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Measurement of “g” Lab Report
Physics 11411, Hlab 1
September 17, 2010
Patrick Mooney
Lab Partner: Steven Bischoff
Purpose:
We are asked to measure
g
, the acceleration due to Earth’s gravity, to a precision of 5%.
Background:
The measurement of the acceleration due to Earth’s gravity can simply be found by formula 1,
which is
g
=
∆v∆t
, where g is the acceleration due to Earth’s gravity in m/
s2
, and
∆
v is the
change in the object’s velocity in m/s over a change in time
∆
t in seconds. In order to hopefully
increase the precision of our results in solving for g, we did four separate experiments. Two of
them, the measuring of the acceleration of a freely falling object using a motion sensor and a
photogate, only required the use of formula 1. However, the measuring of a freely falling object
using a spark apparatus running at approximately 60 Hz only gives the change in position over a
set period of time. Because of this, one must know formula 2, which is v=
∆x∆t
, where v is the
magnitude of the velocity in m/s, and
∆
x is the change in position in meters over a change in
time
∆t
in seconds. Also, we measured the period of a pendulum in order to solve for g. A period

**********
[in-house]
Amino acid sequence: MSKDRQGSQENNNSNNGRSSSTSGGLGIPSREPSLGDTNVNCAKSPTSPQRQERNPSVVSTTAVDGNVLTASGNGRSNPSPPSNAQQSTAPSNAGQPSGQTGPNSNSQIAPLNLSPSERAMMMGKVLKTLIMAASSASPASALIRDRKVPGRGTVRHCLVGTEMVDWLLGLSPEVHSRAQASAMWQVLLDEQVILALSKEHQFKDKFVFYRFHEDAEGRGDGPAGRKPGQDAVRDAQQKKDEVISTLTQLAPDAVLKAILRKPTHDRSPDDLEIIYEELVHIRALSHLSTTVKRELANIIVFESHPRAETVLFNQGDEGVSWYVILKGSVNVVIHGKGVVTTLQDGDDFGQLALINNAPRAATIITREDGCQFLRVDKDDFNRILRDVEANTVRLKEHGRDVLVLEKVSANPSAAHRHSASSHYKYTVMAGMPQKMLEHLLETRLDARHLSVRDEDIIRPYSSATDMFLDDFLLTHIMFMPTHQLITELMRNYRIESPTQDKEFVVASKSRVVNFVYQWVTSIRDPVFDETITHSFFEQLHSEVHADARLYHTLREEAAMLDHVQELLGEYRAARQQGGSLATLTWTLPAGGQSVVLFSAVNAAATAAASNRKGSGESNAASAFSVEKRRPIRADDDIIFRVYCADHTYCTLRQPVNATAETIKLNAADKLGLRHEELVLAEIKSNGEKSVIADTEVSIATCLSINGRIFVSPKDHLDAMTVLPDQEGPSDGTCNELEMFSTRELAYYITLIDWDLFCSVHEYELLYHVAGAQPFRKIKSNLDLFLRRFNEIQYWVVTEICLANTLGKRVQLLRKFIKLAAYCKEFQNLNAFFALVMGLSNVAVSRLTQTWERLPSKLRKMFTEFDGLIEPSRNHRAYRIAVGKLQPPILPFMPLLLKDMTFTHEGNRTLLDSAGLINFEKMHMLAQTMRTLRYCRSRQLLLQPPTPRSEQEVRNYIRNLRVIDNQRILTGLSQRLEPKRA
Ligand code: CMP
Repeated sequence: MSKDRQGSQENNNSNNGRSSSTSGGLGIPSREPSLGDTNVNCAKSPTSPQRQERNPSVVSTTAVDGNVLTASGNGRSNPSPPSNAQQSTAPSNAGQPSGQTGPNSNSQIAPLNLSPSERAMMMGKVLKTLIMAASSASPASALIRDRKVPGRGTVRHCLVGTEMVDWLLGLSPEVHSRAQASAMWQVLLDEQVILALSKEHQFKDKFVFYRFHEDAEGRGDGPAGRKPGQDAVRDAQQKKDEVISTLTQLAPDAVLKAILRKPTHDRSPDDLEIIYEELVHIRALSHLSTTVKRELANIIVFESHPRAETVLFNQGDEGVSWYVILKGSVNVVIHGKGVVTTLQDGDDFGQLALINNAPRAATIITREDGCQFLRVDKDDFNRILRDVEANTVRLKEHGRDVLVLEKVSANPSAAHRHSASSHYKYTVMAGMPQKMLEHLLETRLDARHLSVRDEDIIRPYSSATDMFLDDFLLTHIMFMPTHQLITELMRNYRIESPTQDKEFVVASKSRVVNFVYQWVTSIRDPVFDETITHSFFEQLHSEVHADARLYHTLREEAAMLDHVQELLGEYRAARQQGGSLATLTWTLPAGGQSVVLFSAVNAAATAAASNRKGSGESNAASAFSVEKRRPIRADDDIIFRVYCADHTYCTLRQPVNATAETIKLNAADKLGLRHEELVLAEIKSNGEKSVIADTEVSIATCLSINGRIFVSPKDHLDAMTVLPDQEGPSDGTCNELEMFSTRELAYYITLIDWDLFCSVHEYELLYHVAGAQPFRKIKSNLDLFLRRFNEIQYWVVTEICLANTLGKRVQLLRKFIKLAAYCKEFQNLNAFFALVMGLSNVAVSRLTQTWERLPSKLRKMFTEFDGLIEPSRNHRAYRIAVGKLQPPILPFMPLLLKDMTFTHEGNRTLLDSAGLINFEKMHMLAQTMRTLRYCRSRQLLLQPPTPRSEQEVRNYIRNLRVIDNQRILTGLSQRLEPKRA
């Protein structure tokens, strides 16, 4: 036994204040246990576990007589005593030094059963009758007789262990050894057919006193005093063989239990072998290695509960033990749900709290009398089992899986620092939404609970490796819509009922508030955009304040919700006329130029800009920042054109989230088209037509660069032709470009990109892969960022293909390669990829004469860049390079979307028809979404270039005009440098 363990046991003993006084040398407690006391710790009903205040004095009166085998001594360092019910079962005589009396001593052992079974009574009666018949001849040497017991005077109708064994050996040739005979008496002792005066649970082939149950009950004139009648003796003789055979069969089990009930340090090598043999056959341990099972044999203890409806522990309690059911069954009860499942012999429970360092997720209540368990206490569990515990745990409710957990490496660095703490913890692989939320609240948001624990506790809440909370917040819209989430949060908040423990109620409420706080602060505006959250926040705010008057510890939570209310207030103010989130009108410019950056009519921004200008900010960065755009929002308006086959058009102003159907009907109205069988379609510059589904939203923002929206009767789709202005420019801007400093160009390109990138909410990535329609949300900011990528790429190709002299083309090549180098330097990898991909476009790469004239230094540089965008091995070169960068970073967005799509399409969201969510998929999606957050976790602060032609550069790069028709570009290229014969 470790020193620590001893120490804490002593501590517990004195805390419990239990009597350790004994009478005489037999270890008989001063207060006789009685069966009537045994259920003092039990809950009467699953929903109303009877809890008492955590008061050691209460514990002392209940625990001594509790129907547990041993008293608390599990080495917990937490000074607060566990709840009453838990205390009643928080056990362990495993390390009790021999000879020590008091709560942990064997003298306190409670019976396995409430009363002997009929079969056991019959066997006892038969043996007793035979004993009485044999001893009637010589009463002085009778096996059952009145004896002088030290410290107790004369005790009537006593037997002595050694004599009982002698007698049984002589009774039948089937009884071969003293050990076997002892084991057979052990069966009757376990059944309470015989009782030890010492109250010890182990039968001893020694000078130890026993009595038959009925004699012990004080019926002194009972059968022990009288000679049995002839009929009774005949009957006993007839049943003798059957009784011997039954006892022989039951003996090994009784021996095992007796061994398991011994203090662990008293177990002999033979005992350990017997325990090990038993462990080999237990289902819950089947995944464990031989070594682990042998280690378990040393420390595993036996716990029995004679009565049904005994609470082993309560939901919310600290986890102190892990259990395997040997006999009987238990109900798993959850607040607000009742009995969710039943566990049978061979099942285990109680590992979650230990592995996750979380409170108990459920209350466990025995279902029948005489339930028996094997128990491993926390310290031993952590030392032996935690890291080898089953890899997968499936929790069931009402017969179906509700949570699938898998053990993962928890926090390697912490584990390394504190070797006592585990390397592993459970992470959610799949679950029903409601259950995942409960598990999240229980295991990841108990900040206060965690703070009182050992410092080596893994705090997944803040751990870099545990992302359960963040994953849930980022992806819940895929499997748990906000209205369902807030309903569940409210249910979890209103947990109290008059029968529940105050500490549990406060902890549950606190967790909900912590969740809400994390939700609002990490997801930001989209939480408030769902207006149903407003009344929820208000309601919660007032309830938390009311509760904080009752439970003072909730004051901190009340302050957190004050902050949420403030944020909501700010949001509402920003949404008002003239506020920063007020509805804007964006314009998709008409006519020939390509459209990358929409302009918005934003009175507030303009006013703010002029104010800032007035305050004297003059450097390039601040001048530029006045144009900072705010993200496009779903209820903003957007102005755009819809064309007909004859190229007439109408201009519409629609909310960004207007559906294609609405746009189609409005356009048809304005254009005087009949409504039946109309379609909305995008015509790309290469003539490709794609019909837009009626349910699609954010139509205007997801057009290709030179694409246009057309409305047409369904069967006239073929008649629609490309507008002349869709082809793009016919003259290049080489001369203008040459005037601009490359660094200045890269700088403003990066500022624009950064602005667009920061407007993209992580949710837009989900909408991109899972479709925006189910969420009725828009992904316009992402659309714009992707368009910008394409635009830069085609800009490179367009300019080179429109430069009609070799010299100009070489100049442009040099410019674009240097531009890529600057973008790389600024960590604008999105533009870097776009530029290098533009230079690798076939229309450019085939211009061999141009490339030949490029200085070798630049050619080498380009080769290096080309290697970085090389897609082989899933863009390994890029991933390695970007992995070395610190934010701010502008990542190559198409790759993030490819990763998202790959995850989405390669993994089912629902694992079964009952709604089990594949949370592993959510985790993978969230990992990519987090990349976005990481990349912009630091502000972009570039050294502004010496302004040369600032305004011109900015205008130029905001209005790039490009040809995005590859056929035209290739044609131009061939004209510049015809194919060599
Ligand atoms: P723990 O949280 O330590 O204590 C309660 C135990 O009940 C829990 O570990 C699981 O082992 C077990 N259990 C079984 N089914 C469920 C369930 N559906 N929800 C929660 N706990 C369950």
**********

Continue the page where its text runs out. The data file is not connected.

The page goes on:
is simply the time the pendulum takes to complete one oscillation. The period of a pendulum can
be solved using formula 3, which is T=2
πLg
, where T is the period of the pendulum in seconds,
L is the length of the pendulum in meters, and g is the acceleration due to gravity in m/
s2
.
Procedure:
To find a precise measurement of g, we first found the period of a pendulum. We first set up the
pendulum using some string and a wooden block, and we measured the length of the makeshift
pendulum by using a meter stick. After that, we measured the time the pendulum took to
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This note was uploaded on 10/05/2010 for the course PHYS PHYS201 taught by Professor Smith during the Spring '10 term at Mott Community College.
 Spring '10
 Smith
 Physics, Acceleration, Gravity

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